premise / premises

premise / premises
   A premise usually means "assumption": Since the basic premise was wrong, all the conclusions based on it were wrong, too.
   Premises are a house or building and the grounds around it: Smoking is not allowed on the premises.

Confused words. 2014.

Игры ⚽ Нужен реферат?

Look at other dictionaries:

  • premise / premises —    A premise usually means assumption : Since the basic premise was wrong, all the conclusions based on it were wrong, too.    Premises are a house or building and the grounds around it: Smoking is not allowed on the premises …   Confused words

  • Premises — For other uses, see Premise Premises are land and buildings together considered as a property. This usage arose from property owners finding the word in their title deeds, where it originally correctly meant the aforementioned; what this document …   Wikipedia

  • Premise — Prem ise, n.; pl. {Premises}. [Written also, less properly, {premiss}.] [F. pr[ e]misse, fr. L. praemissus, p. p. of praemittere to send before; prae before + mittere to send. See {Mission}.] 1. A proposition antecedently supposed or proved;… …   The Collaborative International Dictionary of English

  • premise — premise, premiss A premiss (usually pronounced prem is) or (rarely) premise is a previous statement from which another is inferred; the plural is premisses or premises. In the plural, premises also means ‘a house or building with its grounds’. As …   Modern English usage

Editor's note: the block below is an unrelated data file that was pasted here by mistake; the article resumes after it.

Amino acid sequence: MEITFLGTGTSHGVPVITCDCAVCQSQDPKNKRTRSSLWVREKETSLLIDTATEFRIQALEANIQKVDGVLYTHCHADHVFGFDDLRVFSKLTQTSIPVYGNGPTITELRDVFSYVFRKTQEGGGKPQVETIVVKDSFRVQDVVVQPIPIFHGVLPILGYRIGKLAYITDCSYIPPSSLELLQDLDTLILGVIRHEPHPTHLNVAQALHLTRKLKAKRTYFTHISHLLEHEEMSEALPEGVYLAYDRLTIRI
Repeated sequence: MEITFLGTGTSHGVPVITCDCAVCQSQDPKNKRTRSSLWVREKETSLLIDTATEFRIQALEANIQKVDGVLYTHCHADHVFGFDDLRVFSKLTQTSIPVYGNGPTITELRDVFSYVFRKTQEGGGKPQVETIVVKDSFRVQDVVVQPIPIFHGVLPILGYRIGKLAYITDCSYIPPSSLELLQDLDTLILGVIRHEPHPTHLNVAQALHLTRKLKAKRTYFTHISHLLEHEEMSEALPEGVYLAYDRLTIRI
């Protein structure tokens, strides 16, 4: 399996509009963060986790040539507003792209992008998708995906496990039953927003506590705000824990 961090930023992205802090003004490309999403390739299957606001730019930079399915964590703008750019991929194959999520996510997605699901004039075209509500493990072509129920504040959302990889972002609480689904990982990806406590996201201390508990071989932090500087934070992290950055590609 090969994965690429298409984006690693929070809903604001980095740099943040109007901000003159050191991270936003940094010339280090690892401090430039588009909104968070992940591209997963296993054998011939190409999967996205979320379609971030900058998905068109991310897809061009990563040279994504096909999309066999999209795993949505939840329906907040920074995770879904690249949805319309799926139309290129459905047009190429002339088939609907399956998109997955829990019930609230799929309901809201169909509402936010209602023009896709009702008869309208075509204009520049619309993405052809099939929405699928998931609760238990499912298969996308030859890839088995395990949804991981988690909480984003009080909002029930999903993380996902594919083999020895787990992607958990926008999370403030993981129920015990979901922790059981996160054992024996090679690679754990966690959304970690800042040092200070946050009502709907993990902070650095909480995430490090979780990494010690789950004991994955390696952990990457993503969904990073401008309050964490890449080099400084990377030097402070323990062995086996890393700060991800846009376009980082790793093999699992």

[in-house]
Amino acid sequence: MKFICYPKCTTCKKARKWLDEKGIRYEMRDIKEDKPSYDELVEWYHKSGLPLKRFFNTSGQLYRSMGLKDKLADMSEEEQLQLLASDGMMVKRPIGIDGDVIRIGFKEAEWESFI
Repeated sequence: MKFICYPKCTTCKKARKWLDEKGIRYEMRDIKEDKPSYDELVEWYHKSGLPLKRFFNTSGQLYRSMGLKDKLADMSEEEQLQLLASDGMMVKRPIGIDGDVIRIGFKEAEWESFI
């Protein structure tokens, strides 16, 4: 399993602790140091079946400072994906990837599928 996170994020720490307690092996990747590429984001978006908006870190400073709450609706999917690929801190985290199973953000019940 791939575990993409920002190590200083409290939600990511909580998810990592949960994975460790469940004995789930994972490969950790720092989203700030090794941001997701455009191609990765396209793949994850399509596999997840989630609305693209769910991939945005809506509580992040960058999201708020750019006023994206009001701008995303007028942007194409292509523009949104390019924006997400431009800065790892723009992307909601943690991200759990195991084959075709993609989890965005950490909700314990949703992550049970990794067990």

• Premises — Premise Prem ise, n.; pl. {Premises}. [Written also, less properly, {premiss}.] [F. pr[ e]misse, fr. L. praemissus, p. p. of praemittere to send before; prae before + mittere to send. See {Mission}.] 1. A proposition antecedently supposed or… …   The Collaborative International Dictionary of English

  • Premise — Pre*mise , v. t. [imp. & p. p. {Premised}; p. pr. & vb. n. {Premising}.] [From L. praemissus, p. p., or E. premise, n. See {Premise}, n.] 1. To send before the time, or beforehand; hence, to cause to be before something else; to employ previously …   The Collaborative International Dictionary of English

  • Premise (disambiguation) — Premise (from the Latin praemissa propositio , meaning placed in front ) can refer to:* Premise, a claim that is a reason for, or an objection against, some other claim as part of an argument * Premises, land and buildings together considered as… …   Wikipedia

  • premises — building and grounds, 1730; see PREMISE (Cf. premise) …   Etymology dictionary

  • premise — [prem′is; ] for v., chiefly Brit [ pri mīz′] n. [ME premisse < ML praemissa < L praemissus, pp. of praemittere, to send before < prae , before + mittere, to send: see PRE & MISSION] 1. a) a previous statement or assertion that serves as… …   English World dictionary

  • premises — premise …   Philosophy dictionary

Share the article and excerpts

Direct link
Do a right-click on the link above
and select “Copy Link”